Also known as: Biopsy - liver and Percutaneous biopsy
- You will lie on your back with your right hand under your head. You need to stay as still as you can.
- The health care provider will find the correct spot for the biopsy needle to be inserted into the liver. This is often done by using ultrasound.
- The skin is cleaned, and numbing medicine is injected into the area using a small needle.
- A small cut is made at spot, and the biopsy needle is inserted.
- You will be told to hold your breath while the biopsy is taken. This is to reduce the chance of damage to the lung or liver.
- The needle is removed quickly.
- Pressure will be applied to stop the bleeding. A bandage is placed over the insertion site.
- If the procedure is performed this way, you will lie on your back.
- X-rays will be used to guide the health care provider to the vein.
- A special needle and catheter (thin tube) is used to take the biopsy sample.
- Bleeding problems
- Drug allergies
- Medications you are taking
- Whether you are pregnant
- The cause of abnormal levels of liver enzymes that have been found in blood tests
- The cause of an unexplained liver enlargement
- [[1000281|Alcoholic liver disease ]] (fatty liver, hepatitis, or cirrhosis)
- [[1000211|Amebic liver abscess]]
- [[1000245|Autoimmune hepatitis]]
- [[1001145|Biliary atresia]]
- Chronic active hepatitis
- Chronic persistent hepatitis
- Disseminated coccidioidomycosis
- [[1000279|Hepatitis B]]
- [[1000284|Hepatitis C]]
- [[1000216|Hepatitis D]]
- [[1000280|Hepatocellular carcinoma]]
- [[1000580|Hodgkin's lymphoma]]
- Non-alcoholic fatty liver disease
- [[1000581|Non-Hodgkin's lymphoma]]
- [[1000282|Primary biliary cirrhosis]]
- [[1000261|Pyogenic liver abscess]]
- [[1001565|Reye syndrome]]
- [[1000285|Sclerosing cholangitis]]
- [[1000785|Wilson's disease]]
- [[1000087|Collapsed lung]]
- Complications from the sedation
- Injury to the gallbladder or kidney
- Internal bleeding
A liver [[1003416|biopsy]] is a test that takes a sample of tissue from the liver for examination.
How the Test is Performed
Most of the time, the test is done in the hospital. Before the test is done, you may be given a medicine to prevent pain or to calm you (sedative).
The biopsy may be done through the abdominal wall:
The procedure can also be done by inserting a needle into the jugular vein.
If you receive sedation for this test, you will need someone to drive you home.
How to Prepare for the Test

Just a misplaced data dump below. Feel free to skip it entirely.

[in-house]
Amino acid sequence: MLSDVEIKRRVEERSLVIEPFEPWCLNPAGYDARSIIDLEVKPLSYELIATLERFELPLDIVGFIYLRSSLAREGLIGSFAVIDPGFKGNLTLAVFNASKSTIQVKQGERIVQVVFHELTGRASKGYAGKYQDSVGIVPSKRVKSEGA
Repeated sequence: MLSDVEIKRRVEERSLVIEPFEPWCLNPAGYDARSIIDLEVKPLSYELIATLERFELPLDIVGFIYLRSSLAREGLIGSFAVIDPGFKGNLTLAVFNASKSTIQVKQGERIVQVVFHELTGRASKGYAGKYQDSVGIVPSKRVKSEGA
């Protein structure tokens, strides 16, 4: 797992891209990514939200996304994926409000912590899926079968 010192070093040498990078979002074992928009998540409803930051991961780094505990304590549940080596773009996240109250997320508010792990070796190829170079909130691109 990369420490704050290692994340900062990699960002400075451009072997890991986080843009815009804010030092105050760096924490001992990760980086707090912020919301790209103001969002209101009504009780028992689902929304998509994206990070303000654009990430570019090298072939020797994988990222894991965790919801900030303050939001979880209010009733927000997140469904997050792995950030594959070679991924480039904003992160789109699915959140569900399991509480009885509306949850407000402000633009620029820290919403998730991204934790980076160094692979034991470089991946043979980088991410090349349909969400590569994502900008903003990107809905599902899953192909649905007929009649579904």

Tell your health care provider about:
You must sign a consent form. Blood tests are sometimes done to test your blood's ability to clot. You will be told not eat or drink anything for the 8 hours before the test.
For infants and children:
The preparation needed for a child depends on the child's age and maturity. Your child's doctor will tell you what you can do to prepare your child for this test.
How the Test will Feel
You will feel a stinging pain when the anesthetic is injected. The biopsy needle may feel like deep pressure and dull pain. Some people feel this pain in the shoulder.
Why the Test is Performed
The biopsy helps diagnose many [[1000205|liver diseases]]. The procedure also helps assess the stage (early, advanced) of liver disease. This is especially important in hepatitis C infection.
The biopsy also helps detect:
The liver tissue is normal.
What Abnormal Results Mean
The biopsy may reveal a number of liver diseases, including [[1000255|cirrhosis]], [[1001154|hepatitis]], or infections such as [[1000077|tuberculosis]]. It may also indicate cancer.
This test also may be performed for:
Lomas DJ. The liver. In: Adam A, Dixon AK, eds. Grainger & Allison's Diagnostic Radiology: A Textbook of Medical Imaging. 5th ed. New York, NY: Churchill Livingstone; 2008:chap 35.
Feldman M, Friedman LS, Brandt LJ, eds. Sleisenger & Fordtran's Gastrointestinal and Liver Disease. 9th ed. Philadelphia, PA: Saunders Elsevier; 2010:section IX.
- Review date:
- November 13, 2014
- Reviewed by:
- George F. Longstreth, MD, Department of Gastroenterology, Kaiser Permanente Medical Care Program, San Diego, California. Also reviewed by A.D.A.M. Health Solutions, Ebix, Inc., Editorial Team: David Zieve, MD, MHA, Bethanne Black, Stephanie Slon, and Nissi Wang.
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